Cambridge Dictionaries online Cambridge Dictionaries online

The most popular online dictionary and thesaurus for learners of English

English definition of “wire”

See all translations

wire

noun
 
 
/waɪər/
[C or U] PRODUCTION a piece of long thin metal that can be bent or used to hold things together: Thin strands of copper wire are wrapped around the connection and soldered.
[C or U] COMMUNICATIONS a piece of long thin metal that can carry signals or electricity: electrical/telephone wire The wires had been cut, leaving the building in darkness.
[U] US BANKING, COMMUNICATIONS an electronic system for sending money from one bank account to another: by wire Amounts over $1,000 can be transferred to your bank account by wire or by check. →  Compare telegraphic transfer
[C] COMMUNICATIONS a piece of electronic equipment that someone wears so that other people can secretly listen to their conversation, especially when trying to trick someone: He agreed to wear a wire to the meeting as part of the FBI investigation.
down to the wire if something is down to the wire, it is not clear or decided until the last possible moment: go/come down to the wire It was likely the leadership contest would go down to the wire. Contract negotiations with two unions that represent more than 100,000 employees are expected to go right down to the wire.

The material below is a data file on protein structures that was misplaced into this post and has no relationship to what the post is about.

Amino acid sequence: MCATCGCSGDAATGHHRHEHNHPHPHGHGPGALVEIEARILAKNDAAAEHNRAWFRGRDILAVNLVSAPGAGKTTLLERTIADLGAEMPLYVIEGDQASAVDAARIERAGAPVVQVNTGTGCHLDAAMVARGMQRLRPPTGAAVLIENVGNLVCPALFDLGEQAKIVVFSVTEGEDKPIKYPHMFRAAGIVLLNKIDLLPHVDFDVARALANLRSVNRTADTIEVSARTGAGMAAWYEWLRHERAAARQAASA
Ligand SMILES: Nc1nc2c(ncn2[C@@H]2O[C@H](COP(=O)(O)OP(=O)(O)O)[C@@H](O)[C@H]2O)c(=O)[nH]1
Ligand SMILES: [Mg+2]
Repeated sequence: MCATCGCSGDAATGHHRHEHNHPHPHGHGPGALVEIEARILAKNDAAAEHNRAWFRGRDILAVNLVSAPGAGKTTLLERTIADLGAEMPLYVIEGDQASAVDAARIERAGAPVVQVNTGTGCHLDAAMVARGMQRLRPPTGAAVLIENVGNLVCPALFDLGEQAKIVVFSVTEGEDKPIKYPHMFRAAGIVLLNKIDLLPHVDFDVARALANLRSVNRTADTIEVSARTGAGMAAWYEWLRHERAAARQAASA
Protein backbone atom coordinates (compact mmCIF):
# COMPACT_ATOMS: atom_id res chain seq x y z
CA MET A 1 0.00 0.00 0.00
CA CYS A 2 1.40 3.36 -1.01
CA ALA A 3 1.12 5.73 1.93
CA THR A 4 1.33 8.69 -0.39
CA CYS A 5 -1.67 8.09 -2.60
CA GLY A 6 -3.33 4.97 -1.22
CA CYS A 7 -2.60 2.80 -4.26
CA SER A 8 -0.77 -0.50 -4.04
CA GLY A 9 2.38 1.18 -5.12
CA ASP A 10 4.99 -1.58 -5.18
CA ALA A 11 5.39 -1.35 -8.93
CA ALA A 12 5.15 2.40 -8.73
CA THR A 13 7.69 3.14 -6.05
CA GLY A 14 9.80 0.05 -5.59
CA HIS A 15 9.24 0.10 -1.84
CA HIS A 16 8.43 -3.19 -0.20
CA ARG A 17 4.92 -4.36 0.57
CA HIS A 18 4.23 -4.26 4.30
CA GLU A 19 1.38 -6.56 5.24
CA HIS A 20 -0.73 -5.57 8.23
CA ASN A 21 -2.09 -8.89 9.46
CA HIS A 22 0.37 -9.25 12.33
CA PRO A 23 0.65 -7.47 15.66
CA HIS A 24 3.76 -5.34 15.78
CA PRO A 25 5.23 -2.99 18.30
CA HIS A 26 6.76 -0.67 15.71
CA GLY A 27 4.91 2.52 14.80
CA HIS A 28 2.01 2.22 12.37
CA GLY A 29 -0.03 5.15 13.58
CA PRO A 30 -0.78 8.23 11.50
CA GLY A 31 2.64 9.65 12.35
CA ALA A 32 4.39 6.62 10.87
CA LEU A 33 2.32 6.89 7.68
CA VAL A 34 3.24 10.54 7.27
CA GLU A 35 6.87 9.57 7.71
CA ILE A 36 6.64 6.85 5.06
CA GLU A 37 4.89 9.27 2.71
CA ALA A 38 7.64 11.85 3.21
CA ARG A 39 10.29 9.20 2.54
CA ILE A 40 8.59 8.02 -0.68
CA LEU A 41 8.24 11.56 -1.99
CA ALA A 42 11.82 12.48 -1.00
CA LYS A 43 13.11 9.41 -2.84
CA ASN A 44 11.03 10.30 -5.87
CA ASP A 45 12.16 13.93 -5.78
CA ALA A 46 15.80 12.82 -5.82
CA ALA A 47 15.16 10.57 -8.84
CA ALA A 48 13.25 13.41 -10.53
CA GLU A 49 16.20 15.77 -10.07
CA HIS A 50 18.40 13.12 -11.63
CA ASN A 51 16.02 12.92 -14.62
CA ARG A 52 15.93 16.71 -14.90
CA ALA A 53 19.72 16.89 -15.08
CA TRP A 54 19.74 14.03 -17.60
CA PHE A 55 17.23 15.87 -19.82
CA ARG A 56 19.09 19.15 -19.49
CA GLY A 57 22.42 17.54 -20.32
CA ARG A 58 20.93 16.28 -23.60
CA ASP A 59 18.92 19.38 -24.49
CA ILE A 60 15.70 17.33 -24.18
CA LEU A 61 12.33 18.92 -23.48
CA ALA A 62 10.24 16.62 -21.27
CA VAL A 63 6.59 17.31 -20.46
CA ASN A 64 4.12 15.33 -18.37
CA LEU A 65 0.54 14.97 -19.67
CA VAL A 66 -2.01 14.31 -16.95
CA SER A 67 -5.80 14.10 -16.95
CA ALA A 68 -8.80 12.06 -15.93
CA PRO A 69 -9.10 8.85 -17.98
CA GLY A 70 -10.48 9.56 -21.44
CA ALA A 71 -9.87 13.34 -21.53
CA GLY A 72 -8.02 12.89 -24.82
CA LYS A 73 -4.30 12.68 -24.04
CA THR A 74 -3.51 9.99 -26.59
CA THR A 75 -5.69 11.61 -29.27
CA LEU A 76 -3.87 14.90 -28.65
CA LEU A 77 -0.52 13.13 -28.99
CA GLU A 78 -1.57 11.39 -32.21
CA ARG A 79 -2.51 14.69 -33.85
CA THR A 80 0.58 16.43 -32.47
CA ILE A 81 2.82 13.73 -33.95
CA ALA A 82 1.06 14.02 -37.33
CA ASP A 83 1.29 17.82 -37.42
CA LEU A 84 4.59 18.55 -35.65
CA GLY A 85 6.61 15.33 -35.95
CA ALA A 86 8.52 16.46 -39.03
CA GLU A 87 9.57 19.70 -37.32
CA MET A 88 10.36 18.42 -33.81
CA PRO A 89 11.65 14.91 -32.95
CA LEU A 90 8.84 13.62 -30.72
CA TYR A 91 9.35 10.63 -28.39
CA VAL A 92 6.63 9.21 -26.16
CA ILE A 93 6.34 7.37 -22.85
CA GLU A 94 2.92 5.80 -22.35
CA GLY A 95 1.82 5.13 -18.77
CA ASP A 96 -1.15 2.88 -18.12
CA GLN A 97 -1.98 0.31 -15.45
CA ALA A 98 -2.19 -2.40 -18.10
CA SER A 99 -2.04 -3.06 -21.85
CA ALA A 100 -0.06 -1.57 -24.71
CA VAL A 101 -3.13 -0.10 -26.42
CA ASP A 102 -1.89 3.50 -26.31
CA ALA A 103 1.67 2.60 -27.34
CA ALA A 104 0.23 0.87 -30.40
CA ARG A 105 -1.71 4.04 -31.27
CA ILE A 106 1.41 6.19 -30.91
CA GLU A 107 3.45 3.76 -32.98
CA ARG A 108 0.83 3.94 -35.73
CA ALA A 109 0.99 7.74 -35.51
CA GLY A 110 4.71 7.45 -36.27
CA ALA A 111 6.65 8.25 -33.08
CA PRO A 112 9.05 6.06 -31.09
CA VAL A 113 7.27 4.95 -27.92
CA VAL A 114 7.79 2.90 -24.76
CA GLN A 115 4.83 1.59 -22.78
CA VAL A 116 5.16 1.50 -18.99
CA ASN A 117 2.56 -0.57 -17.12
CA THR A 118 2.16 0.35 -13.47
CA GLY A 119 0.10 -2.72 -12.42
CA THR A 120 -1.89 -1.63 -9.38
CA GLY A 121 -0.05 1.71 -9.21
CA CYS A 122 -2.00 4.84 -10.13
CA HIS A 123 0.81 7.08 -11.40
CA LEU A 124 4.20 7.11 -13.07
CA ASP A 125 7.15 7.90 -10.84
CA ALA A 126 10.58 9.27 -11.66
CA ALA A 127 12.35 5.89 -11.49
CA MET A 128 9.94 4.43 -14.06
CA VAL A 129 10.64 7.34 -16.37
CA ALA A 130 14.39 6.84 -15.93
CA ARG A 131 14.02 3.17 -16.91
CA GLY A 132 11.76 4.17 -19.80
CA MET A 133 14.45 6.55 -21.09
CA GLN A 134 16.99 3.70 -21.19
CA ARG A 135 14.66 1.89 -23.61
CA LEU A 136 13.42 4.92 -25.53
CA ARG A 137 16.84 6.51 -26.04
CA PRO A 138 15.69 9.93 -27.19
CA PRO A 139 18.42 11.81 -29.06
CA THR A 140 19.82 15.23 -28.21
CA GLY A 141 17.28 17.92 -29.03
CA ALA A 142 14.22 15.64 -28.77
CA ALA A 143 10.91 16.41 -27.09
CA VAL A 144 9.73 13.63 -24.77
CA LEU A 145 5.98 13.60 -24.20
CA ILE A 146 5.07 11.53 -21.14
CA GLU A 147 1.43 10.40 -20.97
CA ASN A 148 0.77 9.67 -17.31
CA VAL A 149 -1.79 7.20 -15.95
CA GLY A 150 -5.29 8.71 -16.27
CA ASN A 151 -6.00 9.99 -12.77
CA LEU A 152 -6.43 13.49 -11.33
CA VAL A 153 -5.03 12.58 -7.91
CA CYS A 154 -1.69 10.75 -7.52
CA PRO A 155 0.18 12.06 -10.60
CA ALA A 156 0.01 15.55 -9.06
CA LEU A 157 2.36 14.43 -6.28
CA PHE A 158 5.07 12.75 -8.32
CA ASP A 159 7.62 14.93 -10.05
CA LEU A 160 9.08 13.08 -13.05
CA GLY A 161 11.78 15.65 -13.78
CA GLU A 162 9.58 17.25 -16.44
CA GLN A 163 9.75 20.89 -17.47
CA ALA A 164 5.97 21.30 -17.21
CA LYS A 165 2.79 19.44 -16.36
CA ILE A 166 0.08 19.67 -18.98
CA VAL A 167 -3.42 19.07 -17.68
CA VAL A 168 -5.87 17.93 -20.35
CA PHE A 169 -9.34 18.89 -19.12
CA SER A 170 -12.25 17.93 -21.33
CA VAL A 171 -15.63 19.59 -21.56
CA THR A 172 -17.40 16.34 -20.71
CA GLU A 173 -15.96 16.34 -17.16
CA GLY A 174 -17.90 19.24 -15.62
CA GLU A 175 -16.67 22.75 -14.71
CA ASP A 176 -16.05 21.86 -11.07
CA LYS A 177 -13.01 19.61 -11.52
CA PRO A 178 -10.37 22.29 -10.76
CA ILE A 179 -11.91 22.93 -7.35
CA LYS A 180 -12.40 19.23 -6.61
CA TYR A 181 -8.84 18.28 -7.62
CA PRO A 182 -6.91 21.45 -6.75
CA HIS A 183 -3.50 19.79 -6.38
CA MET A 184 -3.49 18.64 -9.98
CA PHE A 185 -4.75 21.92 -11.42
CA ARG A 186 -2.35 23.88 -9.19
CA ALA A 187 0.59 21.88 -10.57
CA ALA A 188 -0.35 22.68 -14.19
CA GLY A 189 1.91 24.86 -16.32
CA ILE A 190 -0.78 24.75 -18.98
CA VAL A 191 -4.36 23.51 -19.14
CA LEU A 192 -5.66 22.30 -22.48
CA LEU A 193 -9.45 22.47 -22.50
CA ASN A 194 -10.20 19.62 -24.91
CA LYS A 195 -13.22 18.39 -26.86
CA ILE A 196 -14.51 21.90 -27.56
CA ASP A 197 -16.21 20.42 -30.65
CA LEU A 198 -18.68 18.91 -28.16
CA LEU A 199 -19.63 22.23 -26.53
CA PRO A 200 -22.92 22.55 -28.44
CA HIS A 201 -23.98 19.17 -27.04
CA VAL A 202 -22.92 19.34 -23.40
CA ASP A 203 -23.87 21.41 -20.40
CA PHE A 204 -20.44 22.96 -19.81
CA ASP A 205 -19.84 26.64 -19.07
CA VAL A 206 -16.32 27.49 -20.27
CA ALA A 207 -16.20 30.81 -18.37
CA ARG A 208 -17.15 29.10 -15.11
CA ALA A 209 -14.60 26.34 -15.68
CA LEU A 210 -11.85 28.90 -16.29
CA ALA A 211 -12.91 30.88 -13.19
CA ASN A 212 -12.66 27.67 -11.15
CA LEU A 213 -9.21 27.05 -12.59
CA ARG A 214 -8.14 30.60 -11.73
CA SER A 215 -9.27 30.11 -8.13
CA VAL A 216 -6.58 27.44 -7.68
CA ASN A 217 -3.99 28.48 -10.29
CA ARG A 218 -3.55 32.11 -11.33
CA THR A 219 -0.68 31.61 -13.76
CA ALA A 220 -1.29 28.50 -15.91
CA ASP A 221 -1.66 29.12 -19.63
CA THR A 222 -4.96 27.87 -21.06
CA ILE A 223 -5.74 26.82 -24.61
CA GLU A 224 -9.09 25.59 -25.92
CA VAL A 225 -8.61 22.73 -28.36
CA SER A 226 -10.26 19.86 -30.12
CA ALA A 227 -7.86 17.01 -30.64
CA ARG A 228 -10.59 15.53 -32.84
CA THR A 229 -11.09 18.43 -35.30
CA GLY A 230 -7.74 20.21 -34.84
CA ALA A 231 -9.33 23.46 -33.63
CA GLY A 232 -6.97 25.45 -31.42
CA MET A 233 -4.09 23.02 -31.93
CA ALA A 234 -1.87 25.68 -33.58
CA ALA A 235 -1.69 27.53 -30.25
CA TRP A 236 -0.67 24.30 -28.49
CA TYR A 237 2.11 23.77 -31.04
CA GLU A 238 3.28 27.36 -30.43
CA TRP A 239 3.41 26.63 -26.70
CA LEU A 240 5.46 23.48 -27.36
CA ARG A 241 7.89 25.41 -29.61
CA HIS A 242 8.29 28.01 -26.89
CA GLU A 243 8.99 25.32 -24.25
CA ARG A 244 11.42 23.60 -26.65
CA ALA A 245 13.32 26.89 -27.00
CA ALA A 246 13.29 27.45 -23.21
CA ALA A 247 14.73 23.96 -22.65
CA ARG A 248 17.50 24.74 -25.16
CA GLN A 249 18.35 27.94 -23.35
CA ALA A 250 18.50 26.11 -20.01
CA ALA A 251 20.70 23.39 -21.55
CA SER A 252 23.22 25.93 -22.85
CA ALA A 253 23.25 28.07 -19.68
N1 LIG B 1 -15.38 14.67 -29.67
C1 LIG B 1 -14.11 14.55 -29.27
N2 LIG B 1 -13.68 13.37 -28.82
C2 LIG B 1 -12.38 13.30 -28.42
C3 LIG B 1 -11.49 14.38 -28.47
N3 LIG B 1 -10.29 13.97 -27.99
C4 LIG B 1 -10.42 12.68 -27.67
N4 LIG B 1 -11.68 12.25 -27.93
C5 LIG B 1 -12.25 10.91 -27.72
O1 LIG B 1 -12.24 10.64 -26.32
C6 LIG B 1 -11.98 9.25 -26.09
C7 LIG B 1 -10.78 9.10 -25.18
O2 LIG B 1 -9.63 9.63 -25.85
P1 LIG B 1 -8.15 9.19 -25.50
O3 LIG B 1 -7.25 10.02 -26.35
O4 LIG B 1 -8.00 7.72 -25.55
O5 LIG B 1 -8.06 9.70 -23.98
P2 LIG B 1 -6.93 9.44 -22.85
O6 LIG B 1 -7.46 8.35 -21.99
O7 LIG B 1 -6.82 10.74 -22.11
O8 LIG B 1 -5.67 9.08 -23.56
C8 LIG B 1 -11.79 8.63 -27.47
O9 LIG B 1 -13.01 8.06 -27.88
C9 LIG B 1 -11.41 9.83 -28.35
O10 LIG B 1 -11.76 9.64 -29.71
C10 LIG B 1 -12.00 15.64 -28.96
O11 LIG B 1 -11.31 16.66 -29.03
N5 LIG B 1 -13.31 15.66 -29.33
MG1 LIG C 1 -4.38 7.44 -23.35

get your wires crossed informal if people get their wires crossed, they have a different understanding of the same situation: We must have got our wires crossed, because I thought the meeting was next week.
(Definition of wire noun from the Cambridge Business English Dictionary © Cambridge University Press)
What is the pronunciation of wire?
Add Cambridge dictionaries to your browser to your website

Definitions of “wire” in other dictionaries

Word of the Day

work out

to exercise in order to improve the strength or appearance of your body

Word of the Day

Byronic, Orwellian and Darwinian: adjectives from names.

by Liz Walter,
April 15, 2015
Becoming an adjective is a strange kind of memorial, but it is often a sign of a person having had real influence on the world. Science is full of examples, from Hippocrates, the Greek medic born around 460 BC, who gave his name to the Hippocratic Oath still used by doctors today,

Read More 

bio-inspiration noun

April 13, 2015
the adoption of patterns and structures found in nature for the purposes of engineering, manufacturing, science, etc. The MIT researchers actually aren’t the only robotics team to turn to cheetahs for bio-inspiration.

Read More